Incivility is a growing problem, and one of the places where it becomes "toxic" is at work, according to research released this week at the American Psychological Association annual convention.
Researcher Jeannie Trudel of Indiana Wesleyan University-Marion said academics define workplace incivility as "a form of organizational deviance ... characterized by low-intensity behaviors that violate respectful workplace norms, appearing vague as to intent to harm."
Think rude, insulting and ill-mannered.
"Seventy-five percent to 80 percent of people have experienced incivility. It's a growing and prevalent problem," Trudel told USA Today.
"It's very hard to target because you don't really know if someone actually means to be rude or if it's just off the cuff, so it's an insidious problem. There are very, very negative effects of accumulated minor stresses."
Trudel and study co-author Paul Fairlie of Toronto found 86 percent of 289 workers at three Midwestern companies reported incivility at work.
"White collar work is becoming a little more blue-collar," Fairlie said. "There's higher work demands, longer hours. When you control for inflation, people are getting paid less than in the late '60s. A lot of people are working much harder. They've got fluid job descriptions and less role clarity. So for some people, for a growing fringe, work is becoming more toxic."
It's not just disheartening or uncomfortable, either. Incivility affects retention of both the people who work in a company and those who would do business with that company, according to the Civility in America 2011 study, a report produced by Weber Shandwick, KRC Research and Powell Tate. It found that 86 percent of Americans had been victims of incivility. At the same time, 59 percent admit they have also been uncivil.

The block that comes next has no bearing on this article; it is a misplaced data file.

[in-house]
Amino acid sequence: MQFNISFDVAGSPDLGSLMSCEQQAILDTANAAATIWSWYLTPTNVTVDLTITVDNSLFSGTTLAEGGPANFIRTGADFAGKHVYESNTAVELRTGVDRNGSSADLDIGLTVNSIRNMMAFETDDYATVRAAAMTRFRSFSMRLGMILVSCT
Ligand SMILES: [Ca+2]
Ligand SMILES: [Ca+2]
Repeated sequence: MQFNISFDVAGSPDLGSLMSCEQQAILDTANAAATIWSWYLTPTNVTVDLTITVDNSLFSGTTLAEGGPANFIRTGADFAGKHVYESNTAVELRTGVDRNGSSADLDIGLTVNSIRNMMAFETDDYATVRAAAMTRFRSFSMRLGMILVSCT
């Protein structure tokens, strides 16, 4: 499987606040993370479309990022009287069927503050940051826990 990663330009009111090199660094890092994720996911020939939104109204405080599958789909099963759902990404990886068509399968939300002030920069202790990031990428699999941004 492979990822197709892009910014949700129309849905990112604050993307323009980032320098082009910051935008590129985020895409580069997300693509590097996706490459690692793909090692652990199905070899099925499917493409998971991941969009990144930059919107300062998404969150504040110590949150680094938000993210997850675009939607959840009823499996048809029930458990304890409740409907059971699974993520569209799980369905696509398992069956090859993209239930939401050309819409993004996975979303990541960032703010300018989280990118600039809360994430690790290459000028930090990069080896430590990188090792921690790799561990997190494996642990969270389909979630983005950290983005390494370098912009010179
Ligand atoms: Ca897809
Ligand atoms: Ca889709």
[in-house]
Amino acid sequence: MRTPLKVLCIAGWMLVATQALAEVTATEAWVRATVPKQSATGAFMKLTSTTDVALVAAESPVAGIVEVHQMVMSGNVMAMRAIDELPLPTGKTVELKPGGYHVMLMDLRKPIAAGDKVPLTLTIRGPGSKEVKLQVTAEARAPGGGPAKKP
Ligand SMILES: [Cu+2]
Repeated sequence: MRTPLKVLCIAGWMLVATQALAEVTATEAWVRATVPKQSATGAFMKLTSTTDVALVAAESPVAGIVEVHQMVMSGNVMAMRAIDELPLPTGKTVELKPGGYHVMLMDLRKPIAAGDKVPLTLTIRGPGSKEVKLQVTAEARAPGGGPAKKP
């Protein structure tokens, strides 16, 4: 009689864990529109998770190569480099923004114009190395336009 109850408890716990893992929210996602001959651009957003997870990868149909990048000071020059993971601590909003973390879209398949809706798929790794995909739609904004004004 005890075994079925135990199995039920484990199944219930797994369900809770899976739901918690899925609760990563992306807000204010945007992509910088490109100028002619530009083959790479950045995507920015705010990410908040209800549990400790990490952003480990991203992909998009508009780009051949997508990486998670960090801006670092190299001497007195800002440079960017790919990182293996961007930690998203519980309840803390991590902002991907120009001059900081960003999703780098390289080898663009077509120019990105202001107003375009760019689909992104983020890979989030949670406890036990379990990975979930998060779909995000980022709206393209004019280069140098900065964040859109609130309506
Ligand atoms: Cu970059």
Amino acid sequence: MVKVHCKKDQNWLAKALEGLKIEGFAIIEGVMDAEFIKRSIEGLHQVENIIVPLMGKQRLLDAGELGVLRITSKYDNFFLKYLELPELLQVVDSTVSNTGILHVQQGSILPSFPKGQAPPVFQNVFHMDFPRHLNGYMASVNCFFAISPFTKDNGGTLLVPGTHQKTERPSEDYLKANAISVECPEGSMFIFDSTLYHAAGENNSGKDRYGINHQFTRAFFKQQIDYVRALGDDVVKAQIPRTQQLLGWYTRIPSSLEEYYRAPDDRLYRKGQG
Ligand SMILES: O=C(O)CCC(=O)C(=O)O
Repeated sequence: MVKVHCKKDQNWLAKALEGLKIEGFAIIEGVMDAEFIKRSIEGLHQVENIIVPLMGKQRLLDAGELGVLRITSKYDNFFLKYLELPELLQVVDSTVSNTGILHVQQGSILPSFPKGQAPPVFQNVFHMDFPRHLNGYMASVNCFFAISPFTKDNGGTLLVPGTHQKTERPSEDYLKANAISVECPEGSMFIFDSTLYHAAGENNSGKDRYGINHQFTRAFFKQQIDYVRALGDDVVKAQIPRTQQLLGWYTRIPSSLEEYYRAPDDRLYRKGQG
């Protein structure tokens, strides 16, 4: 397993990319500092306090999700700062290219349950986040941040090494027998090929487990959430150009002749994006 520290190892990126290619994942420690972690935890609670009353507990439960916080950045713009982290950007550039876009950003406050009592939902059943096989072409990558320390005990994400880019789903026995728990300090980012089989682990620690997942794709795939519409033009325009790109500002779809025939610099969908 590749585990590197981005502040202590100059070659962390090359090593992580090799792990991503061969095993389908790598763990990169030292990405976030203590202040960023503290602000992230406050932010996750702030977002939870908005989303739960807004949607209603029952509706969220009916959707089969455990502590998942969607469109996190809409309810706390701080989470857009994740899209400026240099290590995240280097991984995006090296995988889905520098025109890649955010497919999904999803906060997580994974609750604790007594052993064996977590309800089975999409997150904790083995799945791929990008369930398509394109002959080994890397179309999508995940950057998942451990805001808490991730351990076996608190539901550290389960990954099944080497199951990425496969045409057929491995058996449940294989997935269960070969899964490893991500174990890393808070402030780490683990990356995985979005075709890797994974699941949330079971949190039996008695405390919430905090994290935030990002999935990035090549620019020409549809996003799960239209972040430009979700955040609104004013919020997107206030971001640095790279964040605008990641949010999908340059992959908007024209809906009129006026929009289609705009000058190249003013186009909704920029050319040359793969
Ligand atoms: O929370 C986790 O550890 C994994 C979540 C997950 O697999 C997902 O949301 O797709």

The report noted that "many people are voting with their wallets against incivility by severing their patronage to companies, redefining their perceptions of brands and spreading negative word of mouth about companies. Business leaders not only have to worry about consumer perception, but also what is happening within their own walls, as their employees increasingly encounter incivility among themselves. Uncivil employees can mean lower morale and productivity, greater legal risk and increased chances that customers will bear the brunt of an unhappy or uncivil representative."
Workplace incivility is hurting American corporations in lost productivity and stress, resulting in multi-billion dollar annual hits to the economy, Professor Christine Porath at Georgetown University's McDonough School of Business told the researchers.
The report found 43 percent of American workers had experienced incivility on the job, while nearly that number believe the workplace is becoming less civil and respectful than it was a few years ago. Among those who say the workplace is becoming less civil, blame is credited to workplace leadership (65 percent), employees (59 percent), the economy (46 percent), competitiveness in the workplace (44 percent), younger employees (34 percent), Internet access (25 percent), lack of employee rights (24 percent) and older employees (6 percent).
It hasn't gone unnoticed. Headlines trumpet incivility in multiple venues. Academics study it. And there's even a Workplace Bullying Institute, which says that it "is the first and only U.S. organization dedicated to the eradication of workplace bullying that combines help for individuals, research, books, public education, training for professionals-unions-employers, legislative advocacy and consulting solutions for organizations."
The incivility that companies show their consumers creates a backlash, the civility report said. Nearly 7 in 10 Americans say they've either quit buying from a company or have revised their opinions of a company because someone in that company was uncivil in their interaction. And about 6 in 10 have suggested their friends, family or coworkers not buy certain products because of bad behavior by the company or its representatives.
Consumer Reports says 64 percent of consumers have left a store because of poor service.
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